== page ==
3. Sprinkle flour on the counter, transfer the dough to the counter, and begin to knead (or mix on medium speed with the dough hook). Knead for approximately 10 minutes (or 6 minutes by machine), adding more flour if needed, until the dough is soft and supple, tacky but not sticky. It should pass the windowpane test and register 77° to 81°F. Flatten the dough and spread the roasted garlic over the top. Gather the dough into a ball and knead it by hand for 1 minute (you will probably have to dust it with flour first to absorb the moisture from the garlic.) Lightly oil a large bowl and transfer the dough to the bowl, rolling it around to coat it with oil. Cover the bowl with plastic wrap.
  4. Ferment at room temperature for approximately 2 hours, or until the dough doubles in size.
  5. Remove the dough from the bowl and divide it into 2 equal pieces for loaves, or 18 equal pieces (about 2 oz. each) for dinner rolls. Shape each of the larger pieces into a boule, or shape the smaller pieces into rolls. Line a sheet pan with baking parchment (use 2 pans for rolls) and dust lightly with semolina flour or cornmeal. Place the dough on the parchment, separating the pieces so that they will not touch, even after they rise. Mist the dough with spray oil and cover loosely with plastic wrap.
  6. Proof at room temperature for 1 to 2 hours (depending on the size of the pieces), or until the dough doubles in size.
  7. Preheat the oven to 400 degrees F with the oven rack on the middle shelf. Remove the plastic from the dough and lightly brush the breads or rolls with olive oil you do not need to score these breads, but you can if you prefer.
  8. Place the pan(s) in the oven. Bake the loaves for 20 minutes, then rotate the pan 180° for even baking. The loaves will take 35 to 45 minutes total to bake. Bake the rolls for 10 minutes, rotate the pans, and then bake for 10 minutes longer. The loaves and rolls will be a rich golden brown all around, and the internal temperature should register at least 195°F. The loaves should make a hollow sound when thumped on the bottom. if the loaves or rolls are fully colored but seem to soft, turn off the oven and let them bake for an additional 5 to 10 minutes to firm up.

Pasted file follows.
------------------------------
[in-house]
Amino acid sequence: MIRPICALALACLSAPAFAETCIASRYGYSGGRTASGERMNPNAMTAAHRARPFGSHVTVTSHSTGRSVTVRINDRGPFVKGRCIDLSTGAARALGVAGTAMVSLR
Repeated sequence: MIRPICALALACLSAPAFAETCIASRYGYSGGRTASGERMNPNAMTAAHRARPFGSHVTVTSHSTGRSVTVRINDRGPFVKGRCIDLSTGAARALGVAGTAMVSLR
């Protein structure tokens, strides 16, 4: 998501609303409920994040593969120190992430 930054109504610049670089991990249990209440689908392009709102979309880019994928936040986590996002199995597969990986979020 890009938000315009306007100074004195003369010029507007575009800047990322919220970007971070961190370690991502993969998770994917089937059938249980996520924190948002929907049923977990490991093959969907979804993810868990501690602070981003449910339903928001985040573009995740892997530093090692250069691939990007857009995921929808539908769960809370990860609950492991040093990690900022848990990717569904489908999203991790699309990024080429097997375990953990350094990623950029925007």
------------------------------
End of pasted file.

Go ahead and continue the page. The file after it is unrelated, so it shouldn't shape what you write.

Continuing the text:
9. Remove the finished loaves or rolls from the oven and cool on a rack for at least 1 hour for loaves and 20 minutes for rolls before serving.

Reinhart’s commentary: You can attractively garnish this bread by embossing a sprig of fresh rosemary in the top of the loaf. Mist the dough just after the final shaping with water and lay the spring flat so that it adheres fully. Don’t leave any of the needles hanging in the air, as they will burn during the baking stage without the protection of the dough.

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46 comments on potato rosemary bread

  1. First, you have turned out another beautiful bread! I like to have lunch at Fig and Olive, and they do an olive oil tasting, and they serve this parmesan-rosemary scented bread that I love. Your bread and story reminded me.

    Second, I am seriously indebted to you for getting David to share that cbs ice cream recipe with the public. Really, I’m already giddy at the thought of it, and it is the first thing ‘m making as soon as I get a second to get back into the kitchen!

  2. Amy

    I just have a general question for you.
    You’ve got me hooked on the romance of bread baking. I have feared the yeast for quite some time after several disastrous attempts at the kneading and the rising. I acquired a bread machine and thought, gee, if a tiny appliance can make some super tasty whole wheat bread, well, so can I. I started with a sweet Cinnamon Swirl bread from Cook’s Country. I have had wonderful results (even when I substituted two whole eggs for the three egg yolks in the last attempt with out a noticeable difference). I do have to admit they have been “Monster Breads” rising high and proud 5 to 6 inches out of the loaf pan. But riding *high* off these success, I am emboldened to attempt other breads. Next up will be your dill bread, and then, *gasp* I shall try a “free form” bread and leave the world of loaf pans behind. So finally, to my question… On a recent kitchen gadget shopping adventure, I spied a pizza baking stone and desperately wanted it (I passed because of the weight carrying it around for the day). My question is, how do you store it? Can I just leave it in the bottom self of the oven when I’m not baking on it even if I use the oven for other purposes? What to do with an idle baking stone!!